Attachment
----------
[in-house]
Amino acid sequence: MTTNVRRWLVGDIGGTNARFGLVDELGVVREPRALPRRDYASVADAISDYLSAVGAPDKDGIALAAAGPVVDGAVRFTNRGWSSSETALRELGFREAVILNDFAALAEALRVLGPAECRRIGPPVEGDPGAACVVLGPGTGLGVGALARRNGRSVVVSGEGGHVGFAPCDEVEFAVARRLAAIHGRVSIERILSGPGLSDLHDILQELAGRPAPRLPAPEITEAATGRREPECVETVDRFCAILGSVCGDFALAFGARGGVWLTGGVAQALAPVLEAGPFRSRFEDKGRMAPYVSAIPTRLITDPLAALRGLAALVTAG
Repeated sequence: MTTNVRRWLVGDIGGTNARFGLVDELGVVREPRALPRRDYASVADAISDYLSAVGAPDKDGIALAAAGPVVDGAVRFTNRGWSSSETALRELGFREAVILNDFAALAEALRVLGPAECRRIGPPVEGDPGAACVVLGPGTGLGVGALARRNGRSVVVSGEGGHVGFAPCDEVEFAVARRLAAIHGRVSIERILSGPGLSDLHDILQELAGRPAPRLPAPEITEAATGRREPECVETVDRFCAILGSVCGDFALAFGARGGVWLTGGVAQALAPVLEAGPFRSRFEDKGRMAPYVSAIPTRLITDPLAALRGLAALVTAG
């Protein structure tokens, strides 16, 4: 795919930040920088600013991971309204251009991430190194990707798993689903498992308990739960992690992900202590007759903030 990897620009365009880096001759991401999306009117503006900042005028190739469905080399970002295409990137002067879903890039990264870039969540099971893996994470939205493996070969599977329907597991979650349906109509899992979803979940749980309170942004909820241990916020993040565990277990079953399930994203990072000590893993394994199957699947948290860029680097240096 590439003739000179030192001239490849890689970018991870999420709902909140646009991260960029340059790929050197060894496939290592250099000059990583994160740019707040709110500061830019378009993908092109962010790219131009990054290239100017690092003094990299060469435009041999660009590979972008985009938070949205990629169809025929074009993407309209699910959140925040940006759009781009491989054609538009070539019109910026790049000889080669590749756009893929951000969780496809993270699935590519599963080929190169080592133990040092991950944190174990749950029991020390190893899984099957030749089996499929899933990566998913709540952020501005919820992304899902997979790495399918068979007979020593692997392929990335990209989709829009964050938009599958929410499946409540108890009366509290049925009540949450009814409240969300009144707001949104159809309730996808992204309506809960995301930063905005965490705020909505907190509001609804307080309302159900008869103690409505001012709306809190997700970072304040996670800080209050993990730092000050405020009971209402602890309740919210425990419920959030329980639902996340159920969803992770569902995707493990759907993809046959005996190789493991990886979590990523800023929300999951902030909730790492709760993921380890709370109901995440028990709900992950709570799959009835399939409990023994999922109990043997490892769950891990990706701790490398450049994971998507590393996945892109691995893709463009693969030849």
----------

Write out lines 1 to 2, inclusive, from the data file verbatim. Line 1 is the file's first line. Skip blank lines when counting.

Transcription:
[in-house]
Amino acid sequence: MTTNVRRWLVGDIGGTNARFGLVDELGVVREPRALPRRDYASVADAISDYLSAVGAPDKDGIALAAAGPVVDGAVRFTNRGWSSSETALRELGFREAVILNDFAALAEALRVLGPAECRRIGPPVEGDPGAACVVLGPGTGLGVGALARRNGRSVVVSGEGGHVGFAPCDEVEFAVARRLAAIHGRVSIERILSGPGLSDLHDILQELAGRPAPRLPAPEITEAATGRREPECVETVDRFCAILGSVCGDFALAFGARGGVWLTGGVAQALAPVLEAGPFRSRFEDKGRMAPYVSAIPTRLITDPLAALRGLAALVTAG